The COVID-19 pandemic has delivered severe health and economic consequences, but a new study from two IUNI Advisory Council Members shows the negative effects are compounded for those who were already struggling economically prior to the outbreak.
Earlier this month, IUNI Advisory Council Members Bernice Pescosolido and Brea Perry (IUB Sociology) published a study in the Proceedings of the National Academy of Sciences that found the pandemic has widened the gap between the “haves” and “have nots.”
Black adults were three times as likely as white adults to report food insecurity, as well as being laid off or unemployed, during the pandemic. Those without a college degree were twice as likely to report food insecurity than those with some college. In one stunning contrast, people who reported not to have completed high school were four times more likely to experience food insecurity than those with a bachelor’s degree.
The study also found women typically struggled with food insecurity more than men and that younger people had more employment insecurity than older people.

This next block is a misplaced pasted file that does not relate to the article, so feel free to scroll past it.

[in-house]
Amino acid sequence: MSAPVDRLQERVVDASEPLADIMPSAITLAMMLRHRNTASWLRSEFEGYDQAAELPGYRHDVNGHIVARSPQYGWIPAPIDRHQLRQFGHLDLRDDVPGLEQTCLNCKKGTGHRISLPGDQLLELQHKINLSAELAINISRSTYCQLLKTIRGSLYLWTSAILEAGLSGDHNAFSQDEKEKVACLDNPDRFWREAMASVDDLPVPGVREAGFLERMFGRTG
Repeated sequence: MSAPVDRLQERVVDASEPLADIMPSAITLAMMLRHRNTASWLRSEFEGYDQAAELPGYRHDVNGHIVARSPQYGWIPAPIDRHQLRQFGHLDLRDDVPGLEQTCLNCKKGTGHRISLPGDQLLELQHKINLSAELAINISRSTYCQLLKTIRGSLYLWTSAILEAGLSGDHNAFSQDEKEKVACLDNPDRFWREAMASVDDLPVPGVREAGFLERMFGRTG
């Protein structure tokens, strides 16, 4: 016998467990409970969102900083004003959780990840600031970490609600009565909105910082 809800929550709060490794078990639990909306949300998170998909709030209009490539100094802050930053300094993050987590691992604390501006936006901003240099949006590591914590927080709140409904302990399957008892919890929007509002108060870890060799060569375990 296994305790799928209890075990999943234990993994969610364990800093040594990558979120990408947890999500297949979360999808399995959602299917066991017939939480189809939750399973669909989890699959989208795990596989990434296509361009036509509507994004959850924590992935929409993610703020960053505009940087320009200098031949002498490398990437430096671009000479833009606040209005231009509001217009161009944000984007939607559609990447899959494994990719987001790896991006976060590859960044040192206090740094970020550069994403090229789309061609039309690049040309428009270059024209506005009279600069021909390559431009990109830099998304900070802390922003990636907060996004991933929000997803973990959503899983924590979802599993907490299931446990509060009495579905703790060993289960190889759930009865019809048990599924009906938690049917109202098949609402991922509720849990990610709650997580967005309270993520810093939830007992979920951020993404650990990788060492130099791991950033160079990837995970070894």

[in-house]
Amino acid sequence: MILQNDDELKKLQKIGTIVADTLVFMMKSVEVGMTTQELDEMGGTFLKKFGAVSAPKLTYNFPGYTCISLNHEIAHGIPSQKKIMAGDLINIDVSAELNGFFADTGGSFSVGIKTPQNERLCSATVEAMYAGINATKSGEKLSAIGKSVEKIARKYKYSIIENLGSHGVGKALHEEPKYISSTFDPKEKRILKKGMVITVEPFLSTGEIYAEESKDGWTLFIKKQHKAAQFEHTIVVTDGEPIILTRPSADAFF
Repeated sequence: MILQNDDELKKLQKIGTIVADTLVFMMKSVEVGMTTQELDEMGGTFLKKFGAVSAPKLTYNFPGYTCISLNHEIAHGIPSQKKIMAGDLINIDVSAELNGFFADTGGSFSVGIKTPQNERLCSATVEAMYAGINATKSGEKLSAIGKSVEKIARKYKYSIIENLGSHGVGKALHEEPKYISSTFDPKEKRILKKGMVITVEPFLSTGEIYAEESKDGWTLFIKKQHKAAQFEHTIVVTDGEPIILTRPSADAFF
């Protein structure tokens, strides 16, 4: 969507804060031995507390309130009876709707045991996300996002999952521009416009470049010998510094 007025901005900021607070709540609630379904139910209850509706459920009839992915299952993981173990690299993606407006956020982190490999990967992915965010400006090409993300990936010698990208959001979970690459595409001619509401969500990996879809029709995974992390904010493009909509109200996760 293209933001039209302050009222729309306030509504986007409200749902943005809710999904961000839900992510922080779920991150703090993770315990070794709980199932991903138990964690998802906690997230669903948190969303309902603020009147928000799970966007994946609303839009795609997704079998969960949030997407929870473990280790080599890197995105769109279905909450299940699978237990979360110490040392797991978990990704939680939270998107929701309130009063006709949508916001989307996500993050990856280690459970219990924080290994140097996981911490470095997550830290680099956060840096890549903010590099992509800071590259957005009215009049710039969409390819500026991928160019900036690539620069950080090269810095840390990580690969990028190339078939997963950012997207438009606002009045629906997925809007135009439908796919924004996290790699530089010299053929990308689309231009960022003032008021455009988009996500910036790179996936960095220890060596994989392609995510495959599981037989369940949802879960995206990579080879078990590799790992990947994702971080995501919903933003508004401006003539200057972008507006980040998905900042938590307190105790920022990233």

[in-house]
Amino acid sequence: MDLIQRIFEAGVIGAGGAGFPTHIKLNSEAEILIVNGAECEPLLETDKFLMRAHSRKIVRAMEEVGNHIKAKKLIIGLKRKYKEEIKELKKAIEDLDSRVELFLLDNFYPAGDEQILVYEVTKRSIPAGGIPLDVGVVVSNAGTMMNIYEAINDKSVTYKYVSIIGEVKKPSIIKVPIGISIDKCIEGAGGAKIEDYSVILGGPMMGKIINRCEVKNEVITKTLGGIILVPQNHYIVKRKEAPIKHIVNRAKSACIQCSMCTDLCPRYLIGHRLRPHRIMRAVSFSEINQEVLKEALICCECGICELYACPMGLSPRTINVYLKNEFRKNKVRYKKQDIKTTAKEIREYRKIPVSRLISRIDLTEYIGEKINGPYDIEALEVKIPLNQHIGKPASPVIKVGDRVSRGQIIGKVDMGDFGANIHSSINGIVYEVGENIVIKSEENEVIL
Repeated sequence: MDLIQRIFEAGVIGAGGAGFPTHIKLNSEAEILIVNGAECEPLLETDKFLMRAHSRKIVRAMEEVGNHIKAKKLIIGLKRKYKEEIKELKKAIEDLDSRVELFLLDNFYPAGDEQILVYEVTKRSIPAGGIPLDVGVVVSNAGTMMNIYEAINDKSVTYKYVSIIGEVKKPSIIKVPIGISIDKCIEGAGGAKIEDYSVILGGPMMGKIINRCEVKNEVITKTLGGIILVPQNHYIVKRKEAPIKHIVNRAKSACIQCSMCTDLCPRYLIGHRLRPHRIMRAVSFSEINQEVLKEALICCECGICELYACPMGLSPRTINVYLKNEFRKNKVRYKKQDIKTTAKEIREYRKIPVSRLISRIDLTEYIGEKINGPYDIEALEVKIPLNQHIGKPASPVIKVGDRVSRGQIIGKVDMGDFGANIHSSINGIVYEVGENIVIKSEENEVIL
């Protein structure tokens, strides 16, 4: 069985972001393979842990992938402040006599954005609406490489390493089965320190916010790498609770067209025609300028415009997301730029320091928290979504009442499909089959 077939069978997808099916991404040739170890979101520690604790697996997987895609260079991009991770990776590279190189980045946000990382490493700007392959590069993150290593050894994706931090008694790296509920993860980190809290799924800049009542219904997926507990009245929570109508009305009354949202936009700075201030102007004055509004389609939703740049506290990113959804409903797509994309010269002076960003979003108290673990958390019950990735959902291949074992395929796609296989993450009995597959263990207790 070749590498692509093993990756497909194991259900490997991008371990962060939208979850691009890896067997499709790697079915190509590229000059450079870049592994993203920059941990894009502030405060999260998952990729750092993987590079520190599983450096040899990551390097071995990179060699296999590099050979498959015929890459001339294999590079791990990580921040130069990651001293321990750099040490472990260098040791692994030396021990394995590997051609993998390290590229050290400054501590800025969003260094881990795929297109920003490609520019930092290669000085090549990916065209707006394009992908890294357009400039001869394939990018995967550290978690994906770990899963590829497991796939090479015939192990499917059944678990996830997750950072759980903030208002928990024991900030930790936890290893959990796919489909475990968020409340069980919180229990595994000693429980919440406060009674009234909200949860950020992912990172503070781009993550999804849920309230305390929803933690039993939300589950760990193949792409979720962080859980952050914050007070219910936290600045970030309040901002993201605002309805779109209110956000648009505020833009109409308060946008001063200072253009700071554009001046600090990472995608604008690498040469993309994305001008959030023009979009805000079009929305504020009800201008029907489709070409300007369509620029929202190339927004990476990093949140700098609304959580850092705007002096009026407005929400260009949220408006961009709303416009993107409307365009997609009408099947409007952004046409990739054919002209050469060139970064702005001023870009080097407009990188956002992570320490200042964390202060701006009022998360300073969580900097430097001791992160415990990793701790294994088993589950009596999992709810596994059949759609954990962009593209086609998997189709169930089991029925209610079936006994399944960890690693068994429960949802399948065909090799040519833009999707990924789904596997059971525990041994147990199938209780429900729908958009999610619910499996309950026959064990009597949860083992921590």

In a recent Herald-Times article covering the study, Perry said, “One of the big take-home points is that these findings provide additional evidence that when there’s some sort of crisis — whether economic, a natural disaster, human made — these exacerbate inequalities.
“They reflect the societal fault lines that were there before and tend to make them worse,” she continued.
Perry and Pescosolido conducted the phone study by following up with participants from their Person to Person Study, which had been conducted with Indiana residents prior to and at the start of the pandemic. This allowed the researchers to compare respondents’ livelihoods before and during the pandemic. The 20-minute survey had a 70 percent response rate.
The researchers are planning to follow up on their study to investigate the long-term health effects of COVID-19, such as chronic stress from ongoing economic insecurity. Perry and Pescosolido are also interested in understanding how respondents leaned into informal safety nets in their social networks to get through the pandemic.
- Read the initial study, “Pandemic precarity: COVID-19 is exposing and exacerbating inequalities in the American heartland,” from the Proceedings of the National Academy of Sciences here.
- Read The Herald-Times coverage of the study here.
- Read the report on the study from IU Research Impact here.
- Read the recent coverage in the Indiana Daily Student here.